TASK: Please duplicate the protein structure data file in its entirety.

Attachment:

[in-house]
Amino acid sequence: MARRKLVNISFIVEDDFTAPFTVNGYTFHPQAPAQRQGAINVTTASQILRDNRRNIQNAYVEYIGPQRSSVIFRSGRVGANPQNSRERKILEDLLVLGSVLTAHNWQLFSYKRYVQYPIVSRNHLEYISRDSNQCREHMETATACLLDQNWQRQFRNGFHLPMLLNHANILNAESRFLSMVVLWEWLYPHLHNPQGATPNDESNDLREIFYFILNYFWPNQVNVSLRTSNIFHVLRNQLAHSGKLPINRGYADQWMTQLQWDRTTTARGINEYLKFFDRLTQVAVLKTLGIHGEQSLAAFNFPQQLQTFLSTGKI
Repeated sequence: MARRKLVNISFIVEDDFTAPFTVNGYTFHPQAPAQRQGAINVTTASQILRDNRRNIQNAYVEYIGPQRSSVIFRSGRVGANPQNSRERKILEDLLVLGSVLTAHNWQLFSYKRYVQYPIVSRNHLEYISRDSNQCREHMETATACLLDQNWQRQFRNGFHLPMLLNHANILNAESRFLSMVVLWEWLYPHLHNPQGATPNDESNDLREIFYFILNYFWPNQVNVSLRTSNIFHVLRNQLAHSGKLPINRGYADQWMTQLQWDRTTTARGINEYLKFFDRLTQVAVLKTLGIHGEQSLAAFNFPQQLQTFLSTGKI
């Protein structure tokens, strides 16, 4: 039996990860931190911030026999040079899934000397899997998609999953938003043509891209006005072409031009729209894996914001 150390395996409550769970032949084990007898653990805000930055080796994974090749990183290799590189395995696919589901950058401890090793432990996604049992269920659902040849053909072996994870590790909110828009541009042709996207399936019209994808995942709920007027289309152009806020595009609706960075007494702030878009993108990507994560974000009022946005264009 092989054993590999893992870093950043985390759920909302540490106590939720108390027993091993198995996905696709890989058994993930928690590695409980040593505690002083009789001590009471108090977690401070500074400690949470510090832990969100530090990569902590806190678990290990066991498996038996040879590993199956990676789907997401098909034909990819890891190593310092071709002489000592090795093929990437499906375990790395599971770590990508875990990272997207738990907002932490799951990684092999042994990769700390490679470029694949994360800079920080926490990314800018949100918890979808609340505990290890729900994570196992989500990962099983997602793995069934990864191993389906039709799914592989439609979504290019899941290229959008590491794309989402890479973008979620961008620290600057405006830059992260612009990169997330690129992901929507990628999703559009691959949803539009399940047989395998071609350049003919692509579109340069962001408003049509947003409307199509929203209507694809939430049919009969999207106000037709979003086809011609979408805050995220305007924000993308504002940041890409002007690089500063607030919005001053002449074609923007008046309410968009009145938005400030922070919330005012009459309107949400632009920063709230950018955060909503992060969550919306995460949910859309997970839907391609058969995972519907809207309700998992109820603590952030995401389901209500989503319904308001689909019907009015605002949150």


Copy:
[in-house]
Amino acid sequence: MARRKLVNISFIVEDDFTAPFTVNGYTFHPQAPAQRQGAINVTTASQILRDNRRNIQNAYVEYIGPQRSSVIFRSGRVGANPQNSRERKILEDLLVLGSVLTAHNWQLFSYKRYVQYPIVSRNHLEYISRDSNQCREHMETATACLLDQNWQRQFRNGFHLPMLLNHANILNAESRFLSMVVLWEWLYPHLHNPQGATPNDESNDLREIFYFILNYFWPNQVNVSLRTSNIFHVLRNQLAHSGKLPINRGYADQWMTQLQWDRTTTARGINEYLKFFDRLTQVAVLKTLGIHGEQSLAAFNFPQQLQTFLSTGKI
Repeated sequence: MARRKLVNISFIVEDDFTAPFTVNGYTFHPQAPAQRQGAINVTTASQILRDNRRNIQNAYVEYIGPQRSSVIFRSGRVGANPQNSRERKILEDLLVLGSVLTAHNWQLFSYKRYVQYPIVSRNHLEYISRDSNQCREHMETATACLLDQNWQRQFRNGFHLPMLLNHANILNAESRFLSMVVLWEWLYPHLHNPQGATPNDESNDLREIFYFILNYFWPNQVNVSLRTSNIFHVLRNQLAHSGKLPINRGYADQWMTQLQWDRTTTARGINEYLKFFDRLTQVAVLKTLGIHGEQSLAAFNFPQQLQTFLSTGKI
């Protein structure tokens, strides 16, 4: 039996990860931190911030026999040079899934000397899997998609999953938003043509891209006005072409031009729209894996914001 150390395996409550769970032949084990007898653990805000930055080796994974090749990183290799590189395995696919589901950058401890090793432990996604049992269920659902040849053909072996994870590790909110828009541009042709996207399936019209994808995942709920007027289309152009806020595009609706960075007494702030878009993108990507994560974000009022946005264009 092989054993590999893992870093950043985390759920909302540490106590939720108390027993091993198995996905696709890989058994993930928690590695409980040593505690002083009789001590009471108090977690401070500074400690949470510090832990969100530090990569902590806190678990290990066991498996038996040879590993199956990676789907997401098909034909990819890891190593310092071709002489000592090795093929990437499906375990790395599971770590990508875990990272997207738990907002932490799951990684092999042994990769700390490679470029694949994360800079920080926490990314800018949100918890979808609340505990290890729900994570196992989500990962099983997602793995069934990864191993389906039709799914592989439609979504290019899941290229959008590491794309989402890479973008979620961008620290600057405006830059992260612009990169997330690129992901929507990628999703559009691959949803539009399940047989395998071609350049003919692509579109340069962001408003049509947003409307199509929203209507694809939430049919009969999207106000037709979003086809011609979408805050995220305007924000993308504002940041890409002007690089500063607030919005001053002449074609923007008046309410968009009145938005400030922070919330005012009459309107949400632009920063709230950018955060909503992060969550919306995460949910859309997970839907391609058969995972519907809207309700998992109820603590952030995401389901209500989503319904308001689909019907009015605002949150």